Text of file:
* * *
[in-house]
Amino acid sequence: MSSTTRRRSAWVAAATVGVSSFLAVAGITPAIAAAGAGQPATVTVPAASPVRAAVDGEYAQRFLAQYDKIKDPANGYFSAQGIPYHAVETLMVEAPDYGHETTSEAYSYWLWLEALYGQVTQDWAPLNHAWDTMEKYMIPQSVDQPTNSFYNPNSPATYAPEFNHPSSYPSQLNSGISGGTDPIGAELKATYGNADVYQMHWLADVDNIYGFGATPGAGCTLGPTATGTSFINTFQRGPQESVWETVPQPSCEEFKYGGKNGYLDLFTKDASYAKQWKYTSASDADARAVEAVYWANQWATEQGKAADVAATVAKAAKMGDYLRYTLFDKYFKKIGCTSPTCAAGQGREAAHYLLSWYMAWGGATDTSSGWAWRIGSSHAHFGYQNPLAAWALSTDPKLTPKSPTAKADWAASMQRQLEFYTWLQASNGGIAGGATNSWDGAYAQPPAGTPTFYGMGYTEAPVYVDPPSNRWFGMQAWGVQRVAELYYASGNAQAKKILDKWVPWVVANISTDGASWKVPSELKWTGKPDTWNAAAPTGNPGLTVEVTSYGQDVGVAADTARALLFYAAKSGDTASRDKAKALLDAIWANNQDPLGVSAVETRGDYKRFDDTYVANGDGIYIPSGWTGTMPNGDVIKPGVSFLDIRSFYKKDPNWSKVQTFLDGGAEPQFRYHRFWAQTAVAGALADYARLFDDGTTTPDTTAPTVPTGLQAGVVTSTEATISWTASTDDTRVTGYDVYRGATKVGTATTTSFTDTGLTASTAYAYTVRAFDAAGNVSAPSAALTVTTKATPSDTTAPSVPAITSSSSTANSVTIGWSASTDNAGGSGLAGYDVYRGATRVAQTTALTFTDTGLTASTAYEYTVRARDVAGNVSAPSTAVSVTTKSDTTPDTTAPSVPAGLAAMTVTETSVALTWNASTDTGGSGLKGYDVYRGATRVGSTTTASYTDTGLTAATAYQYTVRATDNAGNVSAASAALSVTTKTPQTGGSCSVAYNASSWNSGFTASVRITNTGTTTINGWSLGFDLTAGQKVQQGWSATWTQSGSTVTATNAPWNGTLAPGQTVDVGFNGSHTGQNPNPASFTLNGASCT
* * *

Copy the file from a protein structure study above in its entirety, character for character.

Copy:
[in-house]
Amino acid sequence: MSSTTRRRSAWVAAATVGVSSFLAVAGITPAIAAAGAGQPATVTVPAASPVRAAVDGEYAQRFLAQYDKIKDPANGYFSAQGIPYHAVETLMVEAPDYGHETTSEAYSYWLWLEALYGQVTQDWAPLNHAWDTMEKYMIPQSVDQPTNSFYNPNSPATYAPEFNHPSSYPSQLNSGISGGTDPIGAELKATYGNADVYQMHWLADVDNIYGFGATPGAGCTLGPTATGTSFINTFQRGPQESVWETVPQPSCEEFKYGGKNGYLDLFTKDASYAKQWKYTSASDADARAVEAVYWANQWATEQGKAADVAATVAKAAKMGDYLRYTLFDKYFKKIGCTSPTCAAGQGREAAHYLLSWYMAWGGATDTSSGWAWRIGSSHAHFGYQNPLAAWALSTDPKLTPKSPTAKADWAASMQRQLEFYTWLQASNGGIAGGATNSWDGAYAQPPAGTPTFYGMGYTEAPVYVDPPSNRWFGMQAWGVQRVAELYYASGNAQAKKILDKWVPWVVANISTDGASWKVPSELKWTGKPDTWNAAAPTGNPGLTVEVTSYGQDVGVAADTARALLFYAAKSGDTASRDKAKALLDAIWANNQDPLGVSAVETRGDYKRFDDTYVANGDGIYIPSGWTGTMPNGDVIKPGVSFLDIRSFYKKDPNWSKVQTFLDGGAEPQFRYHRFWAQTAVAGALADYARLFDDGTTTPDTTAPTVPTGLQAGVVTSTEATISWTASTDDTRVTGYDVYRGATKVGTATTTSFTDTGLTASTAYAYTVRAFDAAGNVSAPSAALTVTTKATPSDTTAPSVPAITSSSSTANSVTIGWSASTDNAGGSGLAGYDVYRGATRVAQTTALTFTDTGLTASTAYEYTVRARDVAGNVSAPSTAVSVTTKSDTTPDTTAPSVPAGLAAMTVTETSVALTWNASTDTGGSGLKGYDVYRGATRVGSTTTASYTDTGLTAATAYQYTVRATDNAGNVSAASAALSVTTKTPQTGGSCSVAYNASSWNSGFTASVRITNTGTTTINGWSLGFDLTAGQKVQQGWSATWTQSGSTVTATNAPWNGTLAPGQTVDVGFNGSHTGQNPNPASFTLNGASCT